In 2001, the Health and Safety Executive (HSE) established a ten-year work programme to make a significant improvement to health and safety in construction owing to the sector's poor health and safety performance. HSE acknowledge that, from its publication in 2003, the ConCA report RR156 was "particularly relevant to the establishment and development" of this HSE programme, "leading to a number of initiatives being taken forward to target specific activities and risks". The ConCA model's high-level similarity to an influence-network model that emerged from other HSE-sponsored research in particular gave HSE's Construction Division confidence to take account of all levels in the model hierarchies. Its synoptic sensibility has prompted several initiatives targeting specific risks; it persists today [C1, C2].

In 2009, the Loughborough University team's record led the HSE to commission it to review construction-safety research in order to inform the Donaghy `Fatals' Inquiry, which the HSE was supporting. As HSE note [C2], "On these occasions it is important that those leading the enquiries are furnished with appropriately robust data and analysis. Loughborough University's work in support of phase one of the enquiry provided a consolidated view of previous work on causal factors as a platform for later stages". Loughborough University researchers influenced the inquiry directly through one of two foundational reports published as part of the inquiry. But more important was an indirect influence through the lasting impact within HSE's Construction Division of Loughborough University's ConCA research. HFACS-C, the method of examining the underlying causes of fatal construction accidents adopted by Donaghy draws on ConCA, notably for the breadth of causal factors it recognizes [C3].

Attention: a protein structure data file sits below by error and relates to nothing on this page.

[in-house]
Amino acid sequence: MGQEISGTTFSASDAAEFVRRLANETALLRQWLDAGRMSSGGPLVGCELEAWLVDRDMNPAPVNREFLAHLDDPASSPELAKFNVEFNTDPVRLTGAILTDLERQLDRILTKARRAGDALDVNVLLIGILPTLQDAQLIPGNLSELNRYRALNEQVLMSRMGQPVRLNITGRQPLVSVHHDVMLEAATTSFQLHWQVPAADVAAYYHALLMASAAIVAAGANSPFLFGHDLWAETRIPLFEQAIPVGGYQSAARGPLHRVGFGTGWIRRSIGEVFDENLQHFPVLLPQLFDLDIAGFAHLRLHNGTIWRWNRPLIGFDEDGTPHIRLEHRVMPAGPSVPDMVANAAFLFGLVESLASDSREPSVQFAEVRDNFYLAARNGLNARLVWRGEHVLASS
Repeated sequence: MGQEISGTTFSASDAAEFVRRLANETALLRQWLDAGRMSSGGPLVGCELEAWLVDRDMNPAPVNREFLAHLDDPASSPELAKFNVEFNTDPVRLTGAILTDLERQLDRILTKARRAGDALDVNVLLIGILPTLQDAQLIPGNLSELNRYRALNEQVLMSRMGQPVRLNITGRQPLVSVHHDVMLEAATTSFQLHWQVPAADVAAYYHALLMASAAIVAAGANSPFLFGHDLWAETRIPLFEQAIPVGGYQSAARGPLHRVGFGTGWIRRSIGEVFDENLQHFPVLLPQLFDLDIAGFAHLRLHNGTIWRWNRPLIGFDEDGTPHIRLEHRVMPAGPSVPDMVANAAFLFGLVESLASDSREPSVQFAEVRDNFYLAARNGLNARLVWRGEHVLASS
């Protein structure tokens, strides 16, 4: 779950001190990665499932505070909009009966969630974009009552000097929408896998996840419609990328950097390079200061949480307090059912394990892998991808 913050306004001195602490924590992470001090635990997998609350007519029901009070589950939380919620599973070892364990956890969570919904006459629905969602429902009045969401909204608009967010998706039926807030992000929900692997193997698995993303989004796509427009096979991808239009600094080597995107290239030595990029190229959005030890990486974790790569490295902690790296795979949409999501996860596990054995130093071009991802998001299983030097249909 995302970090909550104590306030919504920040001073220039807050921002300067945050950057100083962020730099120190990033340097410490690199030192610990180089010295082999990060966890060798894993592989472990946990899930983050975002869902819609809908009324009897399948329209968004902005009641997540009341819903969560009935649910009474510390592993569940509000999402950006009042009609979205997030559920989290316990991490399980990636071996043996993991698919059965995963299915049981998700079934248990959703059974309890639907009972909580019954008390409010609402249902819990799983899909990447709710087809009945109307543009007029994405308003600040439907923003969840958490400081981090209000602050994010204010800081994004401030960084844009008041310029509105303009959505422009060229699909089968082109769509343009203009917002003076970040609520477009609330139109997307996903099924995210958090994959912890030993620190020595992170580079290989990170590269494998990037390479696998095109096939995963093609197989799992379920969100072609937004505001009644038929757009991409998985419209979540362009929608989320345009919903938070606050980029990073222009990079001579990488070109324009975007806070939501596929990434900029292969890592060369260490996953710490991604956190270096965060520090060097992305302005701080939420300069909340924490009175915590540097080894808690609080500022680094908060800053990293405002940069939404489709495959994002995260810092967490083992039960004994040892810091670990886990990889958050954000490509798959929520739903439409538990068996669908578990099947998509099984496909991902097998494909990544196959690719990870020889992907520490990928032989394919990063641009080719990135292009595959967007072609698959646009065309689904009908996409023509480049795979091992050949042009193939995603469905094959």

The current Secretary of State for Work and Pensions has said that "The Government are committed to addressing the heavy toll of deaths in the construction industry which was highlighted in Baroness Donaghy's report. We will therefore progress those of the Donaghy recommendations accepted by the previous Administration", including, for example, simplification of pre-qualification for small firms tendering for publicly-funded construction work [C4].

HFACS-C is a version of HFACS, an aviation accident-investigation framework first applied to construction accidents by the HSE in 2007. HSE's development and use of it continues today. HSE's Health and Safety Laboratory used it in a 2012 study, for example, of good safety practice in the putting up and taking down of temporary demountable structures (TDSs). HSE commissioned the research and published the resulting report [C5] in anticipation of the high demand for TDSs they knew would occur for the London 2012 Olympic and Paralympic Games. The London 2012 Games have since been celebrated for their exceptionally good health and safety record (zero fatalities and an accident rate six times better than the industry average).